Remember – sometimes it is enough if somebody simply talks from the heart.
– Hey, listen to me! I am the trainer/big name/white middle-aged man – I know everything!
– emm… no, you don’t. And neither do I.
I have arrived in phase where I know nothing, but I have enough confidence to teach others that little knowledge I have.
Since I was little I was very good middle man. I was reading a lot and used to observe things from different perspectives. Later at university my speciality was to explain something my study mates knew much better than I did, but struggled to understand some aspects of it. How can I do that? Very simple – I listen. Not just words what people say, but words which they do not say as well.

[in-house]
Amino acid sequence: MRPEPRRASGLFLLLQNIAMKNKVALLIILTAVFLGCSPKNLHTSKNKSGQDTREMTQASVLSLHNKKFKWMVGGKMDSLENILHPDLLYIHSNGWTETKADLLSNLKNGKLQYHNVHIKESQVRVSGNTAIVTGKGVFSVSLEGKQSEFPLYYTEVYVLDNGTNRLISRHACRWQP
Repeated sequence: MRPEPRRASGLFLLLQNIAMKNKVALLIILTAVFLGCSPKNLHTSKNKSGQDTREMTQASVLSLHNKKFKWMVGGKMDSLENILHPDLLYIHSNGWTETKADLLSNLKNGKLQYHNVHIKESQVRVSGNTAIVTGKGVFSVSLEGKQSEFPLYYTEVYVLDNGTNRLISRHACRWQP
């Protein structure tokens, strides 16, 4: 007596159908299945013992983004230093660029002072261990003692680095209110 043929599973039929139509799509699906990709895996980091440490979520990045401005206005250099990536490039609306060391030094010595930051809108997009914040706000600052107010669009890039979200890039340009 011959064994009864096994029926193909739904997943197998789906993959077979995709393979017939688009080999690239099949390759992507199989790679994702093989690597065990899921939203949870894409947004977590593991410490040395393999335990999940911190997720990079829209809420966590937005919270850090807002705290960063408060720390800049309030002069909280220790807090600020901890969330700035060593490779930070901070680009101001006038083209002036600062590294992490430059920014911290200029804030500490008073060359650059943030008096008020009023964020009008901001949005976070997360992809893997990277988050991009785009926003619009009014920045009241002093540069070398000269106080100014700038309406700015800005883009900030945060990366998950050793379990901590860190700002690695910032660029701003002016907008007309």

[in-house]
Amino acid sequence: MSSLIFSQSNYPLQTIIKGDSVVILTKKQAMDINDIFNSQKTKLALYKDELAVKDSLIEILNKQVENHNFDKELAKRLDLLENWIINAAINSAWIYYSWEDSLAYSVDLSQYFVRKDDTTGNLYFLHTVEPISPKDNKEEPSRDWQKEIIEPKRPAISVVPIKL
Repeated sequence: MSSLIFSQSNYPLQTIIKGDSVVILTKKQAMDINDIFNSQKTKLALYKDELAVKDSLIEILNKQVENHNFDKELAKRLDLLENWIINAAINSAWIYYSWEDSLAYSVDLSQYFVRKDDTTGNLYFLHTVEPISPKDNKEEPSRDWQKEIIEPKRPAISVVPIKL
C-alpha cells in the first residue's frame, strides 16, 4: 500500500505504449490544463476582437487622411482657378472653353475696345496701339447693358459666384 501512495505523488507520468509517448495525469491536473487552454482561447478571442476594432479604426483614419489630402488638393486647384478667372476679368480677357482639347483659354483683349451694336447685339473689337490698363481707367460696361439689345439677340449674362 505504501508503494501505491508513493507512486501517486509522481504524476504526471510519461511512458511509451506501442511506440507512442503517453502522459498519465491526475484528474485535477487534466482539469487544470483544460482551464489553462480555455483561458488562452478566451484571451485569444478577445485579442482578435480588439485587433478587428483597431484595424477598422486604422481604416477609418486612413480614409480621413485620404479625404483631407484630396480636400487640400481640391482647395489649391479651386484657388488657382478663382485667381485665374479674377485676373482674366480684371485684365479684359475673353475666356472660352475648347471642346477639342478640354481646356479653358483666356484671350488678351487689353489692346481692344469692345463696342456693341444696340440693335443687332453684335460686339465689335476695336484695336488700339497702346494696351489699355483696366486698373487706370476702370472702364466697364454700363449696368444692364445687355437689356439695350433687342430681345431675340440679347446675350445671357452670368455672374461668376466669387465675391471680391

I work as a trainer not because I know everything, but because I like to help people. Training and coaching for me, in first place is about empathy. I need to be able to connect with trainee and to understand her/his journey, to understand their challenges and problems. Only then I will be able to guide them to their next step. Not to my next step in that situation, but their next step.
My trainer moto is:
which means: by teaching, we learn.
I really learn while teaching. Listening to people and empathising with them I learn to know their stories. Based on my trainees questions, I start to explore new topics or dig deeper in domains I knew superficially. In my last training I learned a lot about Ireland – did not expect that, but wow – it was so interesting!